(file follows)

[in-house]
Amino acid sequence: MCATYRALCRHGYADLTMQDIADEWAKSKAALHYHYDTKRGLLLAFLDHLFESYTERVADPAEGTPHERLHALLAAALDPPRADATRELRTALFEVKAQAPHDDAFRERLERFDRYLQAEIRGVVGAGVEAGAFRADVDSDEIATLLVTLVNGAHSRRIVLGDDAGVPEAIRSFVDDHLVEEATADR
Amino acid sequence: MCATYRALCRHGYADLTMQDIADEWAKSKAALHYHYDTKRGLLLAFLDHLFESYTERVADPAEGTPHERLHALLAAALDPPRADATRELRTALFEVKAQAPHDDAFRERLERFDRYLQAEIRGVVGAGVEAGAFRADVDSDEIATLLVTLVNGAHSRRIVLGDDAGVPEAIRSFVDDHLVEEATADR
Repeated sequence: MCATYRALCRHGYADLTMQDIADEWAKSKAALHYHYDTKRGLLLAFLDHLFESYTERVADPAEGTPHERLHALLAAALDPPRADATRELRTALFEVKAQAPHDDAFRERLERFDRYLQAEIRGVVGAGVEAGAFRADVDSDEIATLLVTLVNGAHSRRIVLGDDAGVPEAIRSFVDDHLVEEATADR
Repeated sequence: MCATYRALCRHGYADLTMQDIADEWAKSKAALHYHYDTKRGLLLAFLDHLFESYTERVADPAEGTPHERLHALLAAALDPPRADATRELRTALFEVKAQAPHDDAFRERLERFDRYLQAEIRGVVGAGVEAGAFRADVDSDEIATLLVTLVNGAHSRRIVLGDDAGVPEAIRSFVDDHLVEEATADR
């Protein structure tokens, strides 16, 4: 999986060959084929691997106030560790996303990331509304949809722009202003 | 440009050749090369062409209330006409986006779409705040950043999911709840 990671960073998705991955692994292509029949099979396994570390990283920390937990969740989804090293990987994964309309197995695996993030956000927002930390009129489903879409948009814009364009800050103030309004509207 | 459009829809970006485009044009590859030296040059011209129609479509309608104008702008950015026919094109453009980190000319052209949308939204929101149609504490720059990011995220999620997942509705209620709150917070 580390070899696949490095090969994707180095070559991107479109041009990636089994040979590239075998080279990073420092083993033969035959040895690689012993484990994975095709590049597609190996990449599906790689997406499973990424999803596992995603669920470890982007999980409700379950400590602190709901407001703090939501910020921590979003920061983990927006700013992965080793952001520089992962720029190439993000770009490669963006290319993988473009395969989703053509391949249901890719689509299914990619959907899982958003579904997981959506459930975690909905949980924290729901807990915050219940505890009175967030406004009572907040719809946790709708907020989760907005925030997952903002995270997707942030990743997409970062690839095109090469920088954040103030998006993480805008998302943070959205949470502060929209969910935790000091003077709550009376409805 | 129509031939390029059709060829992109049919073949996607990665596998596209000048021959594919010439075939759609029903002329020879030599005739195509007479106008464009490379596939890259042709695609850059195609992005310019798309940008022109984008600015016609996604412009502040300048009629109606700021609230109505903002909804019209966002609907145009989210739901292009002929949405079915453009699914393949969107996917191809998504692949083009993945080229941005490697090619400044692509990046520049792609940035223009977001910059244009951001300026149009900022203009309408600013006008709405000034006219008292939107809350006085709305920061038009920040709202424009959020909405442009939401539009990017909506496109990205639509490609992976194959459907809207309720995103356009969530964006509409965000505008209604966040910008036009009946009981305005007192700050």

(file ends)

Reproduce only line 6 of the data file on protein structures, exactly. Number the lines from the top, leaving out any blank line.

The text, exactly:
């Protein structure tokens, strides 16, 4: 999986060959084929691997106030560790996303990331509304949809722009202003 | 440009050749090369062409209330006409986006779409705040950043999911709840 990671960073998705991955692994292509029949099979396994570390990283920390937990969740989804090293990987994964309309197995695996993030956000927002930390009129489903879409948009814009364009800050103030309004509207 | 459009829809970006485009044009590859030296040059011209129609479509309608104008702008950015026919094109453009980190000319052209949308939204929101149609504490720059990011995220999620997942509705209620709150917070 580390070899696949490095090969994707180095070559991107479109041009990636089994040979590239075998080279990073420092083993033969035959040895690689012993484990994975095709590049597609190996990449599906790689997406499973990424999803596992995603669920470890982007999980409700379950400590602190709901407001703090939501910020921590979003920061983990927006700013992965080793952001520089992962720029190439993000770009490669963006290319993988473009395969989703053509391949249901890719689509299914990619959907899982958003579904997981959506459930975690909905949980924290729901807990915050219940505890009175967030406004009572907040719809946790709708907020989760907005925030997952903002995270997707942030990743997409970062690839095109090469920088954040103030998006993480805008998302943070959205949470502060929209969910935790000091003077709550009376409805 | 129509031939390029059709060829992109049919073949996607990665596998596209000048021959594919010439075939759609029903002329020879030599005739195509007479106008464009490379596939890259042709695609850059195609992005310019798309940008022109984008600015016609996604412009502040300048009629109606700021609230109505903002909804019209966002609907145009989210739901292009002929949405079915453009699914393949969107996917191809998504692949083009993945080229941005490697090619400044692509990046520049792609940035223009977001910059244009951001300026149009900022203009309408600013006008709405000034006219008292939107809350006085709305920061038009920040709202424009959020909405442009939401539009990017909506496109990205639509490609992976194959459907809207309720995103356009969530964006509409965000505008209604966040910008036009009946009981305005007192700050």